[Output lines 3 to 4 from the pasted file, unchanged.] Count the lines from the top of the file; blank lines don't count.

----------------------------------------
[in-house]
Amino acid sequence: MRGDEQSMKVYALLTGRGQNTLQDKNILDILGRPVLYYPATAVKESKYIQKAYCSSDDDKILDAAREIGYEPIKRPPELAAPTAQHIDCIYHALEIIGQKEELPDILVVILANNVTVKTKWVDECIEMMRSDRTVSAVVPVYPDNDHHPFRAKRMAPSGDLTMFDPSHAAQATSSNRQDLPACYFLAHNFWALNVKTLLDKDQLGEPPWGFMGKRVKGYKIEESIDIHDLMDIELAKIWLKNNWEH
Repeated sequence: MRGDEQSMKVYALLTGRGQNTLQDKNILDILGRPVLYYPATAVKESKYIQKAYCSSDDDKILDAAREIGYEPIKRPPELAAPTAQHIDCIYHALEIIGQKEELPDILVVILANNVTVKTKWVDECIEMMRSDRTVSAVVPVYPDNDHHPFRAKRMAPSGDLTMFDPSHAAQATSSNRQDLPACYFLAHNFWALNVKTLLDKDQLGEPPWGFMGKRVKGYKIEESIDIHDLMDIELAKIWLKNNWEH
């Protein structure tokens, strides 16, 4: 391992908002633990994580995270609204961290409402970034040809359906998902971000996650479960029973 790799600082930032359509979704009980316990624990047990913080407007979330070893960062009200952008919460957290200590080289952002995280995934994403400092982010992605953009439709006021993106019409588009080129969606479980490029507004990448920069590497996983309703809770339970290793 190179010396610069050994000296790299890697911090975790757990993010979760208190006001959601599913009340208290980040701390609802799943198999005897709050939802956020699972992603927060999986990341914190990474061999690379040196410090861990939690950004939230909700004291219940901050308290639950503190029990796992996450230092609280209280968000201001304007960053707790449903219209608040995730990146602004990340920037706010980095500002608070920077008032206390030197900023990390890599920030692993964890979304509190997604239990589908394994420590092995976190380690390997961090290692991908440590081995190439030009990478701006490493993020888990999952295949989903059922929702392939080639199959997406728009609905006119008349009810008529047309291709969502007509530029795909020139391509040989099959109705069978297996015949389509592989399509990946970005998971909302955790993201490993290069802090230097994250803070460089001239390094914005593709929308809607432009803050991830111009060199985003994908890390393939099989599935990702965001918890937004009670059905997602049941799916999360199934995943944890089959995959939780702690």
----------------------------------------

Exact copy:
Repeated sequence: MRGDEQSMKVYALLTGRGQNTLQDKNILDILGRPVLYYPATAVKESKYIQKAYCSSDDDKILDAAREIGYEPIKRPPELAAPTAQHIDCIYHALEIIGQKEELPDILVVILANNVTVKTKWVDECIEMMRSDRTVSAVVPVYPDNDHHPFRAKRMAPSGDLTMFDPSHAAQATSSNRQDLPACYFLAHNFWALNVKTLLDKDQLGEPPWGFMGKRVKGYKIEESIDIHDLMDIELAKIWLKNNWEH
């Protein structure tokens, strides 16, 4: 391992908002633990994580995270609204961290409402970034040809359906998902971000996650479960029973 790799600082930032359509979704009980316990624990047990913080407007979330070893960062009200952008919460957290200590080289952002995280995934994403400092982010992605953009439709006021993106019409588009080129969606479980490029507004990448920069590497996983309703809770339970290793 190179010396610069050994000296790299890697911090975790757990993010979760208190006001959601599913009340208290980040701390609802799943198999005897709050939802956020699972992603927060999986990341914190990474061999690379040196410090861990939690950004939230909700004291219940901050308290639950503190029990796992996450230092609280209280968000201001304007960053707790449903219209608040995730990146602004990340920037706010980095500002608070920077008032206390030197900023990390890599920030692993964890979304509190997604239990589908394994420590092995976190380690390997961090290692991908440590081995190439030009990478701006490493993020888990999952295949989903059922929702392939080639199959997406728009609905006119008349009810008529047309291709969502007509530029795909020139391509040989099959109705069978297996015949389509592989399509990946970005998971909302955790993201490993290069802090230097994250803070460089001239390094914005593709929308809607432009803050991830111009060199985003994908890390393939099989599935990702965001918890937004009670059905997602049941799916999360199934995943944890089959995959939780702690």